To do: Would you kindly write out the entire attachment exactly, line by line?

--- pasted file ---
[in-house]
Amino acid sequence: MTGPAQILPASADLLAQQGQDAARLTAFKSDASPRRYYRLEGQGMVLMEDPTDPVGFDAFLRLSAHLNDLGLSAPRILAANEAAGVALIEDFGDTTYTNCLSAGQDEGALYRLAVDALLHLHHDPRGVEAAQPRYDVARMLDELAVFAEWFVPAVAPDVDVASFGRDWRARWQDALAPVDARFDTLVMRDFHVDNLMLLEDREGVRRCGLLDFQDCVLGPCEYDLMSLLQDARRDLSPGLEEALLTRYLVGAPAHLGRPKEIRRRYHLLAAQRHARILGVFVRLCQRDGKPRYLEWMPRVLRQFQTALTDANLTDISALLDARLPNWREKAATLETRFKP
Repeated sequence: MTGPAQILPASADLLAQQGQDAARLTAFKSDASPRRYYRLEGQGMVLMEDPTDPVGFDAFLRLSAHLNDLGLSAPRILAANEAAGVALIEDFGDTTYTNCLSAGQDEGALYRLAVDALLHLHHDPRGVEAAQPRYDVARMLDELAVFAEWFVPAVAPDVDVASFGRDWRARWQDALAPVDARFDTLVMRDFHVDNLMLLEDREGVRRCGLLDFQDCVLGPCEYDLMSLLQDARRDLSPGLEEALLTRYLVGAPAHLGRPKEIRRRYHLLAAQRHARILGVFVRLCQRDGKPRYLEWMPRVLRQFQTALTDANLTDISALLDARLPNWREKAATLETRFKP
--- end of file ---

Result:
[in-house]
Amino acid sequence: MTGPAQILPASADLLAQQGQDAARLTAFKSDASPRRYYRLEGQGMVLMEDPTDPVGFDAFLRLSAHLNDLGLSAPRILAANEAAGVALIEDFGDTTYTNCLSAGQDEGALYRLAVDALLHLHHDPRGVEAAQPRYDVARMLDELAVFAEWFVPAVAPDVDVASFGRDWRARWQDALAPVDARFDTLVMRDFHVDNLMLLEDREGVRRCGLLDFQDCVLGPCEYDLMSLLQDARRDLSPGLEEALLTRYLVGAPAHLGRPKEIRRRYHLLAAQRHARILGVFVRLCQRDGKPRYLEWMPRVLRQFQTALTDANLTDISALLDARLPNWREKAATLETRFKP
Repeated sequence: MTGPAQILPASADLLAQQGQDAARLTAFKSDASPRRYYRLEGQGMVLMEDPTDPVGFDAFLRLSAHLNDLGLSAPRILAANEAAGVALIEDFGDTTYTNCLSAGQDEGALYRLAVDALLHLHHDPRGVEAAQPRYDVARMLDELAVFAEWFVPAVAPDVDVASFGRDWRARWQDALAPVDARFDTLVMRDFHVDNLMLLEDREGVRRCGLLDFQDCVLGPCEYDLMSLLQDARRDLSPGLEEALLTRYLVGAPAHLGRPKEIRRRYHLLAAQRHARILGVFVRLCQRDGKPRYLEWMPRVLRQFQTALTDANLTDISALLDARLPNWREKAATLETRFKP